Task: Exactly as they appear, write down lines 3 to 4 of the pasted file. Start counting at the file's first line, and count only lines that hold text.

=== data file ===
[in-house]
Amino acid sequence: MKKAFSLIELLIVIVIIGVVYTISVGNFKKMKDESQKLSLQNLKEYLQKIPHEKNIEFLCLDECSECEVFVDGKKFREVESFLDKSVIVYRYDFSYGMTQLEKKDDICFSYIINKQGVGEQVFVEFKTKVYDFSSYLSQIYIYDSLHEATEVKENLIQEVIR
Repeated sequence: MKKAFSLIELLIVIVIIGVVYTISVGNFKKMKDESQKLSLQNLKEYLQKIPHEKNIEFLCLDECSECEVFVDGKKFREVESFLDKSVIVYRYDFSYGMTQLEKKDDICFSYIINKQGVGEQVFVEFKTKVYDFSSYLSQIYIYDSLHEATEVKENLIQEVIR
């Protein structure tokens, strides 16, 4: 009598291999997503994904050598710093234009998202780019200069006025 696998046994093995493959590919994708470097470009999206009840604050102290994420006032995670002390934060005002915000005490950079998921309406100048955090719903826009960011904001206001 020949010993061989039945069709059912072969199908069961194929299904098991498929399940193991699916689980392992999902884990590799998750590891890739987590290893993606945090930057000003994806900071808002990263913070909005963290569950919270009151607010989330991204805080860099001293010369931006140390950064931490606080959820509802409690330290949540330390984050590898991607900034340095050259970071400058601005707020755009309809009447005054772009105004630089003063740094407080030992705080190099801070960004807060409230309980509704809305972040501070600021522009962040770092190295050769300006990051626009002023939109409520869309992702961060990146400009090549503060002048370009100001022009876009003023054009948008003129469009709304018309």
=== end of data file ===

Repeated sequence: MKKAFSLIELLIVIVIIGVVYTISVGNFKKMKDESQKLSLQNLKEYLQKIPHEKNIEFLCLDECSECEVFVDGKKFREVESFLDKSVIVYRYDFSYGMTQLEKKDDICFSYIINKQGVGEQVFVEFKTKVYDFSSYLSQIYIYDSLHEATEVKENLIQEVIR
């Protein structure tokens, strides 16, 4: 009598291999997503994904050598710093234009998202780019200069006025 696998046994093995493959590919994708470097470009999206009840604050102290994420006032995670002390934060005002915000005490950079998921309406100048955090719903826009960011904001206001 020949010993061989039945069709059912072969199908069961194929299904098991498929399940193991699916689980392992999902884990590799998750590891890739987590290893993606945090930057000003994806900071808002990263913070909005963290569950919270009151607010989330991204805080860099001293010369931006140390950064931490606080959820509802409690330290949540330390984050590898991607900034340095050259970071400058601005707020755009309809009447005054772009105004630089003063740094407080030992705080190099801070960004807060409230309980509704809305972040501070600021522009962040770092190295050769300006990051626009002023939109409520869309992702961060990146400009090549503060002048370009100001022009876009003023054009948008003129469009709304018309």